The 5776 (2015-2016) cycle of Dvar Tzedek is a special one. To commemorate AJWS’s 30th anniversary, we are sharing a selection of some of our favorite commentaries from past years. Each legacy commentary will be introduced with a related reflection on AJWS’s work and contemporary issues.
In the United States this week we celebrate the founding of our democracy on July 4th, but less than 800 miles from our shore, hundreds of thousands of people are being stripped of their citizenship, and thus their right to vote. Through a series of laws and court rulings, the Dominican Republic has disenfranchised more than 200,000 Dominicans of Haitian descent. Although they were born on Dominican soil, they are no longer guaranteed civil rights, freedom of movement, the right to due process in any court in the world or access to essential government services, health care or education. Many are also facing deportation or detention and face threats of violence fueled by xenophobia.
As AJWS Global Ambassador Ruth Messinger recently wrote, “Given [our] history, Jewish-Americans must join the outcry and speak out about the horrific treatment of people of Haitian descent in the Dominican Republic. We have a unique understanding of the horrible consequences when people remain silent in the face of government actions to strip communities and individuals of their rights.”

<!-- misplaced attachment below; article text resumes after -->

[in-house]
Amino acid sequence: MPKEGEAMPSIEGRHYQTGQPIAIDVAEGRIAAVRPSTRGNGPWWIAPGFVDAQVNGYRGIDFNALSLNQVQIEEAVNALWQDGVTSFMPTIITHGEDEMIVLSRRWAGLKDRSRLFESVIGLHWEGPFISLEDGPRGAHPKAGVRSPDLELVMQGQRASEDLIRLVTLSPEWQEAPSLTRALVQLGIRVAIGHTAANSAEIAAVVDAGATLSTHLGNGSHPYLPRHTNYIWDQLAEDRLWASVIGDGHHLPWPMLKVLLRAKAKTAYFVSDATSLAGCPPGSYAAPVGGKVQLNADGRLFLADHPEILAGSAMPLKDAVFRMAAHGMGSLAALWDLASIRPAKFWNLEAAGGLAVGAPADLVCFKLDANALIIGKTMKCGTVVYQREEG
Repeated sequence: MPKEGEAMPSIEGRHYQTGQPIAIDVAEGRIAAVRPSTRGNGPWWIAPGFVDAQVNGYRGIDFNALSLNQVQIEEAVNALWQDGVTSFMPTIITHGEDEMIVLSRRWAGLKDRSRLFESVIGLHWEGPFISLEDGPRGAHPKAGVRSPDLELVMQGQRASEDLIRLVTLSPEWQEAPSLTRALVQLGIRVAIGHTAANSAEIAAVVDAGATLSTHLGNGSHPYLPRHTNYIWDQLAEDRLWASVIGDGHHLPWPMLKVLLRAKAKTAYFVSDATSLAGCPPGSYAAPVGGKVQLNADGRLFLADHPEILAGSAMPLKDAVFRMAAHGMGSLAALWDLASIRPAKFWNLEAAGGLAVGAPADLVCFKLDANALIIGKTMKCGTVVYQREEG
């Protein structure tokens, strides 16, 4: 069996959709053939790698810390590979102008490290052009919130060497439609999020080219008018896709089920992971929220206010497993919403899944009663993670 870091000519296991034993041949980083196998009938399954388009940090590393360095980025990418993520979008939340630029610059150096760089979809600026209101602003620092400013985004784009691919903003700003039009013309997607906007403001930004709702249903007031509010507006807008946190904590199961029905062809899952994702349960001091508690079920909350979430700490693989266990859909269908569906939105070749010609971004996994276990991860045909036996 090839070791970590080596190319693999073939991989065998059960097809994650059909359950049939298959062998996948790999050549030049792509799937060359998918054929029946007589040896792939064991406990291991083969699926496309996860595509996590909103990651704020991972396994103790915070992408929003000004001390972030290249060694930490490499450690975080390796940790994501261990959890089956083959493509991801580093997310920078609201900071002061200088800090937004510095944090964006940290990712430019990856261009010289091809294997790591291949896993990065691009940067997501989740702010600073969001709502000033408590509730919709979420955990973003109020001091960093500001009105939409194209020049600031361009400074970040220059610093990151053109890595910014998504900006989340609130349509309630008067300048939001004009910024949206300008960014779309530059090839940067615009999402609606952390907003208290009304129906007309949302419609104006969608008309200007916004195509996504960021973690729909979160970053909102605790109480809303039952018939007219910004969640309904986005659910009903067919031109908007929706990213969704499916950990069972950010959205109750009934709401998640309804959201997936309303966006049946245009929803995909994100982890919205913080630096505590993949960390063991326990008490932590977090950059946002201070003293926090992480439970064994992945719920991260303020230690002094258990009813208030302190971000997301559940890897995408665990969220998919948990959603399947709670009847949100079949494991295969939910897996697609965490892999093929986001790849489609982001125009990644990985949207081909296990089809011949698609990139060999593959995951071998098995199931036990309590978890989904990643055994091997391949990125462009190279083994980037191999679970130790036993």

You can speak out right now. Sign AJWS’s petition urging Secretary Kerry to help end this crisis in the Dominican Republic.
A midrash on this week’s Torah portion illuminates why taking public action like this is so important. In her Dvar Tzedek on Parashat Korach from 2012, Rabbi Wendi Geffen posits that at the heart of the disagreement between Moses and Korach is whether we are obligated to act publically on our beliefs. In the parasha, Korach challenges Moses’s leadership, but the midrash, looking to make the text relevant to its 12th century rabbinic audience, styles their disagreement as a legal dispute. Korach cleverly argues that if you have a house full of Torah books, you should not need a mezuzah (which, after all, only contains two small passages from the Torah). Moses counters that no matter how much Torah is in your house, you are still obligated to put a mezuzah on your doorposts. In other words, public actions matter.